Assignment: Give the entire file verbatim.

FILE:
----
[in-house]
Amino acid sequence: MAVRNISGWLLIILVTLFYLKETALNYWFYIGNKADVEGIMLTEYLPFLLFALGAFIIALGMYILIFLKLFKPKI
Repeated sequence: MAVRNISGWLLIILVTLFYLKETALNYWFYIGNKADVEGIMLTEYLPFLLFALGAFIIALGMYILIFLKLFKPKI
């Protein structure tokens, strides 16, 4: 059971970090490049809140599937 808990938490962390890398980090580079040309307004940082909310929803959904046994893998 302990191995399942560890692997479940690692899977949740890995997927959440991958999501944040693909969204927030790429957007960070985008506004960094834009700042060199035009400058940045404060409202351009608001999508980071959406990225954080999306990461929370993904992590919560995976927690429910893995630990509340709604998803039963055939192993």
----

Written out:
[in-house]
Amino acid sequence: MAVRNISGWLLIILVTLFYLKETALNYWFYIGNKADVEGIMLTEYLPFLLFALGAFIIALGMYILIFLKLFKPKI
Repeated sequence: MAVRNISGWLLIILVTLFYLKETALNYWFYIGNKADVEGIMLTEYLPFLLFALGAFIIALGMYILIFLKLFKPKI
């Protein structure tokens, strides 16, 4: 059971970090490049809140599937 808990938490962390890398980090580079040309307004940082909310929803959904046994893998 302990191995399942560890692997479940690692899977949740890995997927959440991958999501944040693909969204927030790429957007960070985008506004960094834009700042060199035009400058940045404060409202351009608001999508980071959406990225954080999306990461929370993904992590919560995976927690429910893995630990509340709604998803039963055939192993």